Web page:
I’ve seen multiple reviewers quip that watching Contagion, Steven Soderbergh’s meditation on a global pandemic, in a movie theater is a bit like watching Jaws in a rowboat. That’s true. Even before Gwyneth Paltrow’s face gets peeled off during an autopsy, the way Soderbergh’s camera lingers on every bit of human contact makes you hyperaware of any cough, sniffle, or wheeze emanating from your fellow moviegoers. In that sense, Contagion is frightening as hell. Shame it’s not a very good movie.
The problem isn’t with what is on the screen. Soderbergh’s a great director with well developed visual chops, which he puts to great use in the beginning of the film as we trace the spread of the disease out of Hong Kong via a handful of people unfortunate enough to have interacted with the aforementioned Paltrow at a casino. We get quickly introduced to a broad range of characters, from public health officials and scientists tracking the disease, to those impacted by the spread, to even a crazed altmed blogger who sees the thing through the lens of conspiracy theories.
A good start. Problem is the movie plows on through the spread of the disease and the eventual development of a vaccine to stop it in a way that is almost completely devoid of the characteristics of engaging drama. The characters are barely fleshed out. Some disappear for long stretches of time for no good reason. The world’s going to hell in the background, we’re told, but it hardly ever shows (electricity flows, the water works, and everybody looks pretty well fed). There’s no real conflict, at least one that’s more concrete than the metaphysical “man v. nature” theme. Yes, obstacles are overcome and (in the end) someone saves the day, but it’s done with all the power of a midlevel documentary produced for high school students.
A part of the problem might be something for which Soderbergh and his collaborators should otherwise be praised. Everything I’ve read suggests that the science in Contagion is spot on. It’s rare enough for Hollywood to get it kind of right, but to get it really right is an achievement in and of itself. Unfortunately, it doesn’t necessarily lead you anywhere, dramatically. Years ago I blogged about a German film, Sophie Sholl - The Final Days, that was so true to the historical record that some scenes had entire stretches of dialogue taken directly from transcripts of the heroine’s interrogation session. Historically interesting? Certainly. Compelling drama? Not so much. Same with Contagion. The process of how things worked out is interesting in its own right, but it’s not particularly enthralling.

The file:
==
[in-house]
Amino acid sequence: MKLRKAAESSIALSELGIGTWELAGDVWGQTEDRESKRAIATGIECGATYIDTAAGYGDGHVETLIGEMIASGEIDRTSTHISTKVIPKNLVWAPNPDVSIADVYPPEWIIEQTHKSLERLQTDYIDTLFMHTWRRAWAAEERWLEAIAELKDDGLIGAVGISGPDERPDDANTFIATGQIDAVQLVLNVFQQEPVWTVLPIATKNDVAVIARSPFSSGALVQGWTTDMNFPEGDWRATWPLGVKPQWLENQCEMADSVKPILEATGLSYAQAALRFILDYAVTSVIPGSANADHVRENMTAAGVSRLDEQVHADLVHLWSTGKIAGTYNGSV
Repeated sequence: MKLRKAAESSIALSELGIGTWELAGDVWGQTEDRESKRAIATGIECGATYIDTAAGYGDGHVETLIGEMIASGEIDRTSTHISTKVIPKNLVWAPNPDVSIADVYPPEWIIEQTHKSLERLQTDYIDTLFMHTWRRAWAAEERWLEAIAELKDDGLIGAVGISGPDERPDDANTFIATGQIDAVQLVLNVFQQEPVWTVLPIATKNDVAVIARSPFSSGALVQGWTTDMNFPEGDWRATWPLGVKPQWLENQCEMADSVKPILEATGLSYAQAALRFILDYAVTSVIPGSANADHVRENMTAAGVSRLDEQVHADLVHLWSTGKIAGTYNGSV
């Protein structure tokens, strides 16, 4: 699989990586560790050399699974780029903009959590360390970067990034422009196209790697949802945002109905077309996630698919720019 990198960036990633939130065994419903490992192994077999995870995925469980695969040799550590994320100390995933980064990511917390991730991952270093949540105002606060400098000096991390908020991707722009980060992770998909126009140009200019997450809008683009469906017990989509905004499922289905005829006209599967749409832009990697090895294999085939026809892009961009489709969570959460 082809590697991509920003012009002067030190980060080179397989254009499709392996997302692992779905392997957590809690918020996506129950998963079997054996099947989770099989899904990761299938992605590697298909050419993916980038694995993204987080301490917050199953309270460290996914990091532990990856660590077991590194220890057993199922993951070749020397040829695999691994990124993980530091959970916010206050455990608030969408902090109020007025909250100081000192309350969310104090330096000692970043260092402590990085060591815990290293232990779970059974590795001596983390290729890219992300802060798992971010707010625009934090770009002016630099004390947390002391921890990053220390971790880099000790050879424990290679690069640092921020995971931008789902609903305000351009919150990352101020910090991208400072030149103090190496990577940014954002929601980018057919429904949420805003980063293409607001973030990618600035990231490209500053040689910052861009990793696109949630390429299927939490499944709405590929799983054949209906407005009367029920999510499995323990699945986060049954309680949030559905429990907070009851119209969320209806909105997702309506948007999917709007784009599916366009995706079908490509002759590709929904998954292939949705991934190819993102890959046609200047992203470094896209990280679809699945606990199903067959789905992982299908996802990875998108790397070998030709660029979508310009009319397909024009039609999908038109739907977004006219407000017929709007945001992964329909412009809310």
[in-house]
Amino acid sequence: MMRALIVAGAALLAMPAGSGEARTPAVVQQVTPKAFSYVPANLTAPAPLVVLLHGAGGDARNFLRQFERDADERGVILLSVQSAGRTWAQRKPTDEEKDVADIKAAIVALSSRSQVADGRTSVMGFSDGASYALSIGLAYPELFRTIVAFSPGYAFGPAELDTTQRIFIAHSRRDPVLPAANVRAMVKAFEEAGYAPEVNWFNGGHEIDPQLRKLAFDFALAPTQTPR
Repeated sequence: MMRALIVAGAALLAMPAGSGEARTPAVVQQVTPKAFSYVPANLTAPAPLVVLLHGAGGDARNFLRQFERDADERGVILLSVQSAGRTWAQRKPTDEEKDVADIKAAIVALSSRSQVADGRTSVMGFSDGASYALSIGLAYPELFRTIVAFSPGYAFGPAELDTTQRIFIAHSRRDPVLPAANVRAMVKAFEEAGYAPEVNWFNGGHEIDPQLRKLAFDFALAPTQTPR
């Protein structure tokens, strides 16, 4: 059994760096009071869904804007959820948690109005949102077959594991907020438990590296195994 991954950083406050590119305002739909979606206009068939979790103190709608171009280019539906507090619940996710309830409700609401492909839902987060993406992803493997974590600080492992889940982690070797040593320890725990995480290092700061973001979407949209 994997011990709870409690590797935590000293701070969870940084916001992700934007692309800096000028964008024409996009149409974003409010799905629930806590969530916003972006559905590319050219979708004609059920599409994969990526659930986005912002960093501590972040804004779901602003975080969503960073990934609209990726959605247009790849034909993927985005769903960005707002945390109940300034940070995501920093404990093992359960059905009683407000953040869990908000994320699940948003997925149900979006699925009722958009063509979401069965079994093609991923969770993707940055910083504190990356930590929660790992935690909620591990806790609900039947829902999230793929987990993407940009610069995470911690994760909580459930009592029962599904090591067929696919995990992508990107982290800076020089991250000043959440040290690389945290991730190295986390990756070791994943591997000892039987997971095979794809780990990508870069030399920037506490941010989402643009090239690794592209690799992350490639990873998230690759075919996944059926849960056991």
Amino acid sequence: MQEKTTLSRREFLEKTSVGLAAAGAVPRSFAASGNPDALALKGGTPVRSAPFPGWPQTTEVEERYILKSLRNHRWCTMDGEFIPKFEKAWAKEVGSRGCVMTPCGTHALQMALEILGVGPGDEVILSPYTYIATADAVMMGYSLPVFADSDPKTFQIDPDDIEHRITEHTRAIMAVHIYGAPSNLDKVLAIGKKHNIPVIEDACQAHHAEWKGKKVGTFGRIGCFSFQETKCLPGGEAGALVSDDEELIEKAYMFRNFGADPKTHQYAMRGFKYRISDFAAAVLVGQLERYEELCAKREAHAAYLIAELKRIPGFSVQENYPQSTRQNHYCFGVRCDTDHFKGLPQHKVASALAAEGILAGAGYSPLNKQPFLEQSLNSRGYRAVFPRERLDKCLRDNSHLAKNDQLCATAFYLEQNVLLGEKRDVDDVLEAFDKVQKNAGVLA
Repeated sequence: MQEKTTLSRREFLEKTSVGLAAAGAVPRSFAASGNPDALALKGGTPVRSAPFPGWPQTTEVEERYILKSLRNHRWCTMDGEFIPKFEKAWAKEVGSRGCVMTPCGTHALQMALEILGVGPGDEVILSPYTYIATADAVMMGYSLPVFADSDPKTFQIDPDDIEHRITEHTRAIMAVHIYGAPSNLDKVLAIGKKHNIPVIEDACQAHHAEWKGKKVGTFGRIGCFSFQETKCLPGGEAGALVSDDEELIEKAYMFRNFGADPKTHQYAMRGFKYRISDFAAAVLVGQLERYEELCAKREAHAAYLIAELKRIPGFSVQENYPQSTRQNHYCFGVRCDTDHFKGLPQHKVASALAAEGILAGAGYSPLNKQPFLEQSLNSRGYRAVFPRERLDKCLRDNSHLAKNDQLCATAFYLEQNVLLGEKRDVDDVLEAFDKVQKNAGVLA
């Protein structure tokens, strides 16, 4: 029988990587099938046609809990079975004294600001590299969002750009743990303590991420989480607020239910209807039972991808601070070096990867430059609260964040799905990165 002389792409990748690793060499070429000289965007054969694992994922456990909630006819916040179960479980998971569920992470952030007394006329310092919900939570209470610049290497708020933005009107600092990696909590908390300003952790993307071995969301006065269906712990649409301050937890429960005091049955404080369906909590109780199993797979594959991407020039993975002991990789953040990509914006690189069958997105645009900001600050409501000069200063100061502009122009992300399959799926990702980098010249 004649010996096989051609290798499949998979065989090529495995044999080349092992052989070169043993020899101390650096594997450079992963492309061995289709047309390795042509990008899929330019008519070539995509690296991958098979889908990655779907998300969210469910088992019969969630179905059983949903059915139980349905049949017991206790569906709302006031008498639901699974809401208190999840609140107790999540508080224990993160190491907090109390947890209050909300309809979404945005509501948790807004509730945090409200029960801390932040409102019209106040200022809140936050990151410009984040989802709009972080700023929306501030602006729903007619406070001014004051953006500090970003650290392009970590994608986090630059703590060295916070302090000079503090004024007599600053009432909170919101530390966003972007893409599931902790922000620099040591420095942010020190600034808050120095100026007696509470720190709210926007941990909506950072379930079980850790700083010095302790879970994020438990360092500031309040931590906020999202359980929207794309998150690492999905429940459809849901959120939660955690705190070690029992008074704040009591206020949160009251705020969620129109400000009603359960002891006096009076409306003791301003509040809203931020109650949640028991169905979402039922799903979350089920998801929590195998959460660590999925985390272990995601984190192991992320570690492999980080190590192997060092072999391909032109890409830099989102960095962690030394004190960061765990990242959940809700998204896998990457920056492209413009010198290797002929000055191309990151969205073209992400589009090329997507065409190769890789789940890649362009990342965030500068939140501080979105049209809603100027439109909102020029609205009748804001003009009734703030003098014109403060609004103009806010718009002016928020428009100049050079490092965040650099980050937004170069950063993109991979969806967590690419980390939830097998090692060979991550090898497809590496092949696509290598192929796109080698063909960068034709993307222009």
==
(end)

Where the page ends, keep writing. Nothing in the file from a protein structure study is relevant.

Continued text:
To the extent that Contagion goes looking for conflict, it finds it in the contrast between the diligent and persevering scientists/public health types and the nutty blogger mentioned above, played by Jude Law. There’s actually a lot there you could go into – click the link for Respectful Insolence at the right for a blog devoted to that kind of conflict – but Contagion stacks the deck too heavily on the side of the scientists for it to be a fair fight. Not only are the scientists all diligent, competent, and generally good at their jobs, they are also selfless altruists who make grand gestures for the benefit of their fellow human.
Perhaps the best example is Kate Winslet’s character, sent by the CDC to Minneapolis (where poor Gwyneth returns to lose her face) to get a handle on the situation and work with the local public health apparatus. Of course, she gets the disease and dies. With her dying action, she tries to give her coat to the guy in the cot next to hers in the ward where the dying have been stockpiled. On its own, it would be a touching human moment. Combined with a CDC director who gives his dose of the vaccine to the child of one of the facility’s janitors, a researcher who tests the successful vaccine first on herself, and a World Health Organization researcher who develops a quick case of Stockholm Syndrome (off screen, natch’), it’s just one more repetitive beat on the nature of the good guys.
In the face of that, Law’s nutty blogger never really stands a chance. It’s not enough that he floats the idea that the virus is the result of a biological weapons program gone amok (it’s not). It’s not enough that he revels in the standard anti-vax conspiracy theory that drug companies ramp up fear to get people to buy their products. It’s not enough that he promotes a bullshit herbal treatment for the disease that may lure in the gullible (although, to be fair, there’s no other treatment at the time). No, on top of all that, it turns out that he’s actually making a huge payday off the sales of said herbal remedy and, in fact, is arrested for (of all things) insider trading.
I’m not saying that Soderbergh gets it wrong in this conflict when he assigns the white hats and black hats. It’s just that the good guys are so good they border on saintly. Meanwhile, the antagonist is not only a loudmouth of questionable influence, but is a shitty money grubber, too. It’s hard to make compelling drama out of a conflict when you put your thumb on the scales like that. Hell, even movies with Nazis as bad guys try to make them a little more complex than the mustache-twiddling baddies from 1930s serials.
Which is a real shame, because Contagion lays out how something like this would really go. With some tweaking, it could be educational and gripping. As it is, it just comes off as stilted and cold. One thing’s for certain – you’ll never look at a hand shake the same way again. Or Gwyneth Paltrow’s skull.
Directed by Steven Soderbergh
Written by Scott Z. Burns
Paltrow, Laurence Fishburne, et. al.